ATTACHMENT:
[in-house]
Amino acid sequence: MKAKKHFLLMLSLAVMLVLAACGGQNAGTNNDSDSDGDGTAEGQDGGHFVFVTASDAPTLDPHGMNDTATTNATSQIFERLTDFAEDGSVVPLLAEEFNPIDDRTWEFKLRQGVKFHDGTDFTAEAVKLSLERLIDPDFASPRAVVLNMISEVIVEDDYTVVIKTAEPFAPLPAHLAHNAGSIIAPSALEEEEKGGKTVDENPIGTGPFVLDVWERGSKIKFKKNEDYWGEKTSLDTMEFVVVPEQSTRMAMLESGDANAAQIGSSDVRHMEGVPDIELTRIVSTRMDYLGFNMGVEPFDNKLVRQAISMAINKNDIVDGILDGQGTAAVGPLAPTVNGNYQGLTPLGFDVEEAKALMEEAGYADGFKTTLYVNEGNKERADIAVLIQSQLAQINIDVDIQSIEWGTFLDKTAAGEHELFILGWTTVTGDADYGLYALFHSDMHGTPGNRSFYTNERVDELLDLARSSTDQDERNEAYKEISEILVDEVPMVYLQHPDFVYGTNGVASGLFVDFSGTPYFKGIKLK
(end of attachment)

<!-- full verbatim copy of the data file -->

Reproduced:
[in-house]
Amino acid sequence: MKAKKHFLLMLSLAVMLVLAACGGQNAGTNNDSDSDGDGTAEGQDGGHFVFVTASDAPTLDPHGMNDTATTNATSQIFERLTDFAEDGSVVPLLAEEFNPIDDRTWEFKLRQGVKFHDGTDFTAEAVKLSLERLIDPDFASPRAVVLNMISEVIVEDDYTVVIKTAEPFAPLPAHLAHNAGSIIAPSALEEEEKGGKTVDENPIGTGPFVLDVWERGSKIKFKKNEDYWGEKTSLDTMEFVVVPEQSTRMAMLESGDANAAQIGSSDVRHMEGVPDIELTRIVSTRMDYLGFNMGVEPFDNKLVRQAISMAINKNDIVDGILDGQGTAAVGPLAPTVNGNYQGLTPLGFDVEEAKALMEEAGYADGFKTTLYVNEGNKERADIAVLIQSQLAQINIDVDIQSIEWGTFLDKTAAGEHELFILGWTTVTGDADYGLYALFHSDMHGTPGNRSFYTNERVDELLDLARSSTDQDERNEAYKEISEILVDEVPMVYLQHPDFVYGTNGVASGLFVDFSGTPYFKGIKLK